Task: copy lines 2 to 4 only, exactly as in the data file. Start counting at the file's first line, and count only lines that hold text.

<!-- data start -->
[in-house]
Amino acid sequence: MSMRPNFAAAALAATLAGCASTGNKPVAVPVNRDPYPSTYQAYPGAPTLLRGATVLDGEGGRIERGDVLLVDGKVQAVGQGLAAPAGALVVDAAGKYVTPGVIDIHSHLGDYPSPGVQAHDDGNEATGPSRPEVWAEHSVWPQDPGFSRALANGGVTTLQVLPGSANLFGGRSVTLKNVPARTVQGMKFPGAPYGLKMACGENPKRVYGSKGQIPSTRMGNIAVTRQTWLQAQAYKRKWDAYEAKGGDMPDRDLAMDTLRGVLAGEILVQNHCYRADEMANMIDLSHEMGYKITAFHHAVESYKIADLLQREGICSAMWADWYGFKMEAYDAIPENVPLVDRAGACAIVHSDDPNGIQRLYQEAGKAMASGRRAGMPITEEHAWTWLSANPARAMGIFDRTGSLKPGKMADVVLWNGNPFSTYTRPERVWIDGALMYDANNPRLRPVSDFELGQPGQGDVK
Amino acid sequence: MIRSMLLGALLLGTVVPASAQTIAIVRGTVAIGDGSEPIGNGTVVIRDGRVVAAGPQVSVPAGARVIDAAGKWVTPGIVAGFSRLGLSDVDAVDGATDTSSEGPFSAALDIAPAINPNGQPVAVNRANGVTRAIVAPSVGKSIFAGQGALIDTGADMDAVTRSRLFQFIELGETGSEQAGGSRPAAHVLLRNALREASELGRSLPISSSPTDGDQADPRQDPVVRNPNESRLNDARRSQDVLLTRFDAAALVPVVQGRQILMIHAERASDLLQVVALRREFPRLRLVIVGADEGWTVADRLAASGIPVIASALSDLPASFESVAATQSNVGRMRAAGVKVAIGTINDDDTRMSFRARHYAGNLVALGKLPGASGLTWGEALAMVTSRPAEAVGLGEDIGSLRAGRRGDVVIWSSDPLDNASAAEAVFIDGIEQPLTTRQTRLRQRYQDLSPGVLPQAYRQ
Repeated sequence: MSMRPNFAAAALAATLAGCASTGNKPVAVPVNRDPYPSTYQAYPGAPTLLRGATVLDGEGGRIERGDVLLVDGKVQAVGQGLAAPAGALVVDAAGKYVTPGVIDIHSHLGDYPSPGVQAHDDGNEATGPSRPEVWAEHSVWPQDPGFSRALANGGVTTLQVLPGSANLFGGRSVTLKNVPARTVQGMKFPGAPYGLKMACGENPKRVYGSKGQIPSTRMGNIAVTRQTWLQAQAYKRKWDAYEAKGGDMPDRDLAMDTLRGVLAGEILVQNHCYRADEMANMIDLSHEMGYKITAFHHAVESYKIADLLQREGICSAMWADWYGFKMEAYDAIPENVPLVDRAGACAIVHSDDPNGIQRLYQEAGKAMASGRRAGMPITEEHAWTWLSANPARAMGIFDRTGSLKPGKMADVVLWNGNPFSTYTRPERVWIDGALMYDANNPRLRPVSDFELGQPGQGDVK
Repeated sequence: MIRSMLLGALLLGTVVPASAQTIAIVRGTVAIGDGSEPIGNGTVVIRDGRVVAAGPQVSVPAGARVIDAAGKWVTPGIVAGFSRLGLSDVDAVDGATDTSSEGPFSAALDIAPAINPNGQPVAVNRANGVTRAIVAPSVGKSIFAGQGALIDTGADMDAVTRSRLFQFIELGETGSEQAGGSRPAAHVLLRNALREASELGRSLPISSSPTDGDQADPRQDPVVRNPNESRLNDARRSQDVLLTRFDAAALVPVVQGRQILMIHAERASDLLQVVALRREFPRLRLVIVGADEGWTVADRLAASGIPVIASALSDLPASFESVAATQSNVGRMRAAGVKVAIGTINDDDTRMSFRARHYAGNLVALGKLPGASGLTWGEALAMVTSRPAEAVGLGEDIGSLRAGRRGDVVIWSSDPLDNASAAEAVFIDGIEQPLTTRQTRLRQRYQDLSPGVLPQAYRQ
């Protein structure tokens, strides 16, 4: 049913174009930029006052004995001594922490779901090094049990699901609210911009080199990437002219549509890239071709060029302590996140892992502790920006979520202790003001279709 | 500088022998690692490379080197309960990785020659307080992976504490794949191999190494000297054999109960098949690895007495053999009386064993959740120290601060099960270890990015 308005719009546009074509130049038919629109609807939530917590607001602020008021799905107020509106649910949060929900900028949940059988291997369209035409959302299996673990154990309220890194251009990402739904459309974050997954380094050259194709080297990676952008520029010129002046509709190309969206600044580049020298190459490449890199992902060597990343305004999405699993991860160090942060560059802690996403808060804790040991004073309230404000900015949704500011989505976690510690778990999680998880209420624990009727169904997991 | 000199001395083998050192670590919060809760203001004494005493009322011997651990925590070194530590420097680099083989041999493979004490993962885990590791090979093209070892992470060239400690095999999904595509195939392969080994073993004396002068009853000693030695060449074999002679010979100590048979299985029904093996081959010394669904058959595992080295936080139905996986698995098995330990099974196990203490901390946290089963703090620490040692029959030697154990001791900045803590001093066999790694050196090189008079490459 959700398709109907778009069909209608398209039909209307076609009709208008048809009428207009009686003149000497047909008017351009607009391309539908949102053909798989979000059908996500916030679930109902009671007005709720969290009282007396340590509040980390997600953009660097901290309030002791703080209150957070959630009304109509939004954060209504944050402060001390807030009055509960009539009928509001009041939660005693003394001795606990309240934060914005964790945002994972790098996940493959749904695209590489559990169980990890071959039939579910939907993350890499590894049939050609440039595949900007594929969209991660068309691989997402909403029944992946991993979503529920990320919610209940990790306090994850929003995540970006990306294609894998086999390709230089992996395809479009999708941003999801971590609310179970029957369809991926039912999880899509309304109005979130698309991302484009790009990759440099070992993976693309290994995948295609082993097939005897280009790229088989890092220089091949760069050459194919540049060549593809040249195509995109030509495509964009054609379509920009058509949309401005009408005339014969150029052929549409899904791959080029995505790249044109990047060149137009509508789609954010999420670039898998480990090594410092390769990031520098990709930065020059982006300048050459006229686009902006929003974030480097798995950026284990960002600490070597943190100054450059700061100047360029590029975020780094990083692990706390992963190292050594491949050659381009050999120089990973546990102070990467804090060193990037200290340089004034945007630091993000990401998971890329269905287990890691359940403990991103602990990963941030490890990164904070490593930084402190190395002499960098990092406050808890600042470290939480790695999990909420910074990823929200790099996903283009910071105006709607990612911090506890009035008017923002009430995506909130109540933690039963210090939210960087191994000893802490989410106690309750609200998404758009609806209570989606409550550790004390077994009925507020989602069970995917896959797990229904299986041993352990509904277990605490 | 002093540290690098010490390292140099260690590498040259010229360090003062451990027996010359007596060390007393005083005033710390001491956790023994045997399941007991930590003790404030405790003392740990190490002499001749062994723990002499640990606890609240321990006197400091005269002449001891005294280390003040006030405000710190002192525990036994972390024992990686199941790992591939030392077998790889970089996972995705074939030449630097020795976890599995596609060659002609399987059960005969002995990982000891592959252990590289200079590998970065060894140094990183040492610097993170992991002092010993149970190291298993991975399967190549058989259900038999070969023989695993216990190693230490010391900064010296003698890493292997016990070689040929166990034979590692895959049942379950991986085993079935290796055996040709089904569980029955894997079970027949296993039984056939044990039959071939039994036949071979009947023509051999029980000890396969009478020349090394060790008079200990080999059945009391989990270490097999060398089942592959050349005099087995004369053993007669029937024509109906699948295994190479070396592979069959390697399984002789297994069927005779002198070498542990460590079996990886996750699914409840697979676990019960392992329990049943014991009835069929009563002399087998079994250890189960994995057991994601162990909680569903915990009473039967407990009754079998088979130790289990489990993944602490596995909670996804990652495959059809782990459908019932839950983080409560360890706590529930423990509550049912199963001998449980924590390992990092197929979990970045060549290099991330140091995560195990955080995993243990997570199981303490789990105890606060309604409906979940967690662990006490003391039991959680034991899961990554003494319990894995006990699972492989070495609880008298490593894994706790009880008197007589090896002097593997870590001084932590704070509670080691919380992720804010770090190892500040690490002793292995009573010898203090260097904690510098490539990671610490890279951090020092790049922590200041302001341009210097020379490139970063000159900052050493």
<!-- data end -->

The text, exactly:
Amino acid sequence: MSMRPNFAAAALAATLAGCASTGNKPVAVPVNRDPYPSTYQAYPGAPTLLRGATVLDGEGGRIERGDVLLVDGKVQAVGQGLAAPAGALVVDAAGKYVTPGVIDIHSHLGDYPSPGVQAHDDGNEATGPSRPEVWAEHSVWPQDPGFSRALANGGVTTLQVLPGSANLFGGRSVTLKNVPARTVQGMKFPGAPYGLKMACGENPKRVYGSKGQIPSTRMGNIAVTRQTWLQAQAYKRKWDAYEAKGGDMPDRDLAMDTLRGVLAGEILVQNHCYRADEMANMIDLSHEMGYKITAFHHAVESYKIADLLQREGICSAMWADWYGFKMEAYDAIPENVPLVDRAGACAIVHSDDPNGIQRLYQEAGKAMASGRRAGMPITEEHAWTWLSANPARAMGIFDRTGSLKPGKMADVVLWNGNPFSTYTRPERVWIDGALMYDANNPRLRPVSDFELGQPGQGDVK
Amino acid sequence: MIRSMLLGALLLGTVVPASAQTIAIVRGTVAIGDGSEPIGNGTVVIRDGRVVAAGPQVSVPAGARVIDAAGKWVTPGIVAGFSRLGLSDVDAVDGATDTSSEGPFSAALDIAPAINPNGQPVAVNRANGVTRAIVAPSVGKSIFAGQGALIDTGADMDAVTRSRLFQFIELGETGSEQAGGSRPAAHVLLRNALREASELGRSLPISSSPTDGDQADPRQDPVVRNPNESRLNDARRSQDVLLTRFDAAALVPVVQGRQILMIHAERASDLLQVVALRREFPRLRLVIVGADEGWTVADRLAASGIPVIASALSDLPASFESVAATQSNVGRMRAAGVKVAIGTINDDDTRMSFRARHYAGNLVALGKLPGASGLTWGEALAMVTSRPAEAVGLGEDIGSLRAGRRGDVVIWSSDPLDNASAAEAVFIDGIEQPLTTRQTRLRQRYQDLSPGVLPQAYRQ
Repeated sequence: MSMRPNFAAAALAATLAGCASTGNKPVAVPVNRDPYPSTYQAYPGAPTLLRGATVLDGEGGRIERGDVLLVDGKVQAVGQGLAAPAGALVVDAAGKYVTPGVIDIHSHLGDYPSPGVQAHDDGNEATGPSRPEVWAEHSVWPQDPGFSRALANGGVTTLQVLPGSANLFGGRSVTLKNVPARTVQGMKFPGAPYGLKMACGENPKRVYGSKGQIPSTRMGNIAVTRQTWLQAQAYKRKWDAYEAKGGDMPDRDLAMDTLRGVLAGEILVQNHCYRADEMANMIDLSHEMGYKITAFHHAVESYKIADLLQREGICSAMWADWYGFKMEAYDAIPENVPLVDRAGACAIVHSDDPNGIQRLYQEAGKAMASGRRAGMPITEEHAWTWLSANPARAMGIFDRTGSLKPGKMADVVLWNGNPFSTYTRPERVWIDGALMYDANNPRLRPVSDFELGQPGQGDVK